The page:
7 ways to manage Circuit Breaker mum-stress 

Christine Leow // May 2, 2020, 7:38 pm


One way to handle stress in these unpredictable times is to “be comfortable with the unknown," said Adriana Lim Escaño from Mums for Life. "This is like change management." Photo by National Cancer Institute on Unsplash.

In survey results released on April 30 by Focus on the Family Singapore from a survey involving over 1,000 mothers, six in 10 reported their stress levels measuring seven or higher.

This was up from last year’s Wellbeing of Mum 2019 Survey when 52% of mothers reported similar stress levels.

Christy Lim, 44, a director of a Christian non-governmental organisation, used to send her two children aged three and four to day care. Now, they are home with her.

“While I relish the pockets of time I do get to spend with them now that they’re home with me, the stressors are in terms of juggling work with the unspoken expectations that I should be there to attend to the kids when they are restless and throwing tantrums,” Lim said.

Lim echoes the experience of an increasing number of mothers during Circuit Breaker. 

To find out how different households are managing Circuit Breaker stress, Salt&Light spoke to mothers with children of various ages, ranging from toddlers to adults, about the things they do to stay centred and emotionally healthy during Circuit Breaker. Here are their tips:

#1 Develop a culture of esteem

In Focus on the Family Singapore’s Wellbeing of Mums Survey 2019, four out of five mums reported experiencing mum guilt.

Mums for Life founding member Adriana Lim Escaño, 40, said mums need to develop a “culture of esteem” – they need to see that they are valuable and of worth, and to care for themselves without feeling guilty.

“It’s a love treat to myself where I say: ‘Here’s a little treat, sit back, enjoy, be happy, recharge.’”

A CEO of her own retail company, with three children under the age of 10, Lim Escaño said: “I listen to my body. If my head feels like it’s not concentrating on Zoom, I know that my body needs a break.

“At the end of the day, I also usually keep a treat for myself, usually a dessert – a cake, a tart, tiramisu or ice-cream.

“It’s a love treat to myself where I say: ‘Here’s a little treat, sit back, enjoy, be happy, recharge.’ Then, I get back to things again.”

Tan, whose children go to bed by nine, uses the time after that to re-charge: “It’s me-time at night. I pray, watch a video or read a book.”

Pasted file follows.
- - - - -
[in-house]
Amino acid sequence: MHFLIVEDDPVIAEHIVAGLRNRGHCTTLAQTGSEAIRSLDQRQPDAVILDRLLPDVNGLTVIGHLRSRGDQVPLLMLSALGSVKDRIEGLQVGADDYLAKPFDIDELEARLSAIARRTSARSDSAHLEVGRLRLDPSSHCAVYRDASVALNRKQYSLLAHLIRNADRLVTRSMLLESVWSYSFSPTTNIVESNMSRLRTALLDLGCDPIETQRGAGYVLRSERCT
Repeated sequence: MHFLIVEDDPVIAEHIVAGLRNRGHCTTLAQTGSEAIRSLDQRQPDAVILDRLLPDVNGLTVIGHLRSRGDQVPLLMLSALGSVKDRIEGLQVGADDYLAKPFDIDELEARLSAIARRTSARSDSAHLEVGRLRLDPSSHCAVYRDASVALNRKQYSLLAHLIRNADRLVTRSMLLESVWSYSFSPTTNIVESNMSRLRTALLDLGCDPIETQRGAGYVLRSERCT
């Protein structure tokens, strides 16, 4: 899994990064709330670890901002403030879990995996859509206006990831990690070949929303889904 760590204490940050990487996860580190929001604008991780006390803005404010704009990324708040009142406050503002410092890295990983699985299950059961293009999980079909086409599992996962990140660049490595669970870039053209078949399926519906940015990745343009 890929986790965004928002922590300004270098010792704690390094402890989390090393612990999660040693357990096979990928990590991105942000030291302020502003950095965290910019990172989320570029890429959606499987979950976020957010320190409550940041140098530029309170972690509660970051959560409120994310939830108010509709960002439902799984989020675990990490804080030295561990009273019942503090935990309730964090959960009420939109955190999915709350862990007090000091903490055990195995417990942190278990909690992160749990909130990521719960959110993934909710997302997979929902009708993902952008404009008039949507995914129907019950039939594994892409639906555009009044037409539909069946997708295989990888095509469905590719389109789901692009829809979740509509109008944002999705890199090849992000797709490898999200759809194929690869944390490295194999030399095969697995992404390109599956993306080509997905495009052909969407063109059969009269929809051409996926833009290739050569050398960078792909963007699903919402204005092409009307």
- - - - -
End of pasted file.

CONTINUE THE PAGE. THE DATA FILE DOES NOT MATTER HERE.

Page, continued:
Teacher Christabel Tan has her husband take over the cooking and chores on weekends so that she has time to herself.

Focus on the Family Singapore’s Joanna Koh-Hoe, 45, who has a 14-year-old son, added: “When my child was an infant, I used to retreat to the bathroom for an hour because that was the only place that I could have my ‘me-time’ undisturbed and without question.”

These days, she plays the piano for fun or allows herself some time to play handphone games or window-shop online.

“I was also recently reminded of the importance of Sabbath rest,” she said.

#2 Try an adjacent activity

Josephine James, 43, who has two daughters aged 11 and 17, is a work-from-home mum.

A few years ago, drained from a book project she had completed, she found herself “completely crushed”.

“I told myself that since I knew nothing about art anyway, I could only fall upwards from that point.”

“I ran into a major emotional wall and found myself stuck with horrible writer’s block,” she shared.

She decided to try something totally different – art and painting.

“I told myself that since I knew nothing about it anyway, I could only fall upwards from that point,” she said.

“Even though the learning curve was really steep, it gave me new problems to solve, something so vastly different from what I had been doing that I found a separate avenue of creativity to explore.”

She has since learnt to try adjacent activities to manage stress.

“You will either get the angst out of your system by having a good laugh or succeed in small steps and find a new passion,” she said.

Carol Loi, 49, founding member of SGFamilies and a digital literary educator, who has teen daughters aged 18 and 15, agreed: “I do something mindless like laundry or cook with my girls.

“It’s something different from my work where I need to think, talk and listen. I actually take joy in doing routine housework.”

#3 Let go

These are unusual times. So, adjusting expectations to fit the new normal is necessary.

“When I think I’m going to get upset that things don’t go my way, I ask, ‘What is the most important thing here?’” 

Said Lim Escaño: “Be comfortable with the unknown. This is like change management. People are barely adjusting and there’s a range of emotions they have to recognise and deal with.

“I allow room for the unexpected or delays because I can’t control the other people in the house.

“Then, when I think I’m going to get upset that things don’t go my way, I ask, ‘What is the most important thing here?’ It’s the person. When I carry that value of the person, I see past most things.”